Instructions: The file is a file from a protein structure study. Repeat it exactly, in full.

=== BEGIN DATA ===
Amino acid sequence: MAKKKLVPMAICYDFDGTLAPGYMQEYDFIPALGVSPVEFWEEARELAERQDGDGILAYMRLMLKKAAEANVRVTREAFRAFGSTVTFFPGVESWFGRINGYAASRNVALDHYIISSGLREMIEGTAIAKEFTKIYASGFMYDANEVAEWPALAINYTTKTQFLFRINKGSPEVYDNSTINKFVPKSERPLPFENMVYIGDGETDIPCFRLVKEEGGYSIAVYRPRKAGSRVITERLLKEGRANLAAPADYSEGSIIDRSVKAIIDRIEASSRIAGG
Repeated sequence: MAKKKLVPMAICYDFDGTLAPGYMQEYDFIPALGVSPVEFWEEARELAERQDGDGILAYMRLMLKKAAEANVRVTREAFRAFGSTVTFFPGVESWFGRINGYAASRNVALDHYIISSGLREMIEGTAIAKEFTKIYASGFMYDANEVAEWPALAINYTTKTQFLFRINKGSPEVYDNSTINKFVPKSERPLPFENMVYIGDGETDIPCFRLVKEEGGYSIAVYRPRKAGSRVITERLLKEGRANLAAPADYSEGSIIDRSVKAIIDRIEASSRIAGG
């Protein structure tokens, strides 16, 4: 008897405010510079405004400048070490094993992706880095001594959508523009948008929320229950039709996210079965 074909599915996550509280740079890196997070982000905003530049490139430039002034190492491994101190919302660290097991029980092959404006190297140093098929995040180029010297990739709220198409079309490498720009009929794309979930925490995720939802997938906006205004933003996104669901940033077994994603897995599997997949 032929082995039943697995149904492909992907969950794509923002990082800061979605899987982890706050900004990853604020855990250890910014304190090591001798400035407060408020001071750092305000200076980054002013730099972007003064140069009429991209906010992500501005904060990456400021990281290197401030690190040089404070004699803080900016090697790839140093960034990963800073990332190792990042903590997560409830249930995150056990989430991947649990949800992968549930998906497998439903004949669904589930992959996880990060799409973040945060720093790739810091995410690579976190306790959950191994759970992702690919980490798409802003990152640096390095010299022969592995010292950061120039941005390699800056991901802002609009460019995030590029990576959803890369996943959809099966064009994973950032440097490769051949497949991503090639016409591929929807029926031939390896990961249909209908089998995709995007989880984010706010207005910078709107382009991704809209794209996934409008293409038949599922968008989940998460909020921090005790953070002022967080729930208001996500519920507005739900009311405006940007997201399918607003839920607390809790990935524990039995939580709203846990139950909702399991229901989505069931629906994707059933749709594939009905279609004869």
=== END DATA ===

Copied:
Amino acid sequence: MAKKKLVPMAICYDFDGTLAPGYMQEYDFIPALGVSPVEFWEEARELAERQDGDGILAYMRLMLKKAAEANVRVTREAFRAFGSTVTFFPGVESWFGRINGYAASRNVALDHYIISSGLREMIEGTAIAKEFTKIYASGFMYDANEVAEWPALAINYTTKTQFLFRINKGSPEVYDNSTINKFVPKSERPLPFENMVYIGDGETDIPCFRLVKEEGGYSIAVYRPRKAGSRVITERLLKEGRANLAAPADYSEGSIIDRSVKAIIDRIEASSRIAGG
Repeated sequence: MAKKKLVPMAICYDFDGTLAPGYMQEYDFIPALGVSPVEFWEEARELAERQDGDGILAYMRLMLKKAAEANVRVTREAFRAFGSTVTFFPGVESWFGRINGYAASRNVALDHYIISSGLREMIEGTAIAKEFTKIYASGFMYDANEVAEWPALAINYTTKTQFLFRINKGSPEVYDNSTINKFVPKSERPLPFENMVYIGDGETDIPCFRLVKEEGGYSIAVYRPRKAGSRVITERLLKEGRANLAAPADYSEGSIIDRSVKAIIDRIEASSRIAGG
């Protein structure tokens, strides 16, 4: 008897405010510079405004400048070490094993992706880095001594959508523009948008929320229950039709996210079965 074909599915996550509280740079890196997070982000905003530049490139430039002034190492491994101190919302660290097991029980092959404006190297140093098929995040180029010297990739709220198409079309490498720009009929794309979930925490995720939802997938906006205004933003996104669901940033077994994603897995599997997949 032929082995039943697995149904492909992907969950794509923002990082800061979605899987982890706050900004990853604020855990250890910014304190090591001798400035407060408020001071750092305000200076980054002013730099972007003064140069009429991209906010992500501005904060990456400021990281290197401030690190040089404070004699803080900016090697790839140093960034990963800073990332190792990042903590997560409830249930995150056990989430991947649990949800992968549930998906497998439903004949669904589930992959996880990060799409973040945060720093790739810091995410690579976190306790959950191994759970992702690919980490798409802003990152640096390095010299022969592995010292950061120039941005390699800056991901802002609009460019995030590029990576959803890369996943959809099966064009994973950032440097490769051949497949991503090639016409591929929807029926031939390896990961249909209908089998995709995007989880984010706010207005910078709107382009991704809209794209996934409008293409038949599922968008989940998460909020921090005790953070002022967080729930208001996500519920507005739900009311405006940007997201399918607003839920607390809790990935524990039995939580709203846990139950909702399991229901989505069931629906994707059933749709594939009905279609004869």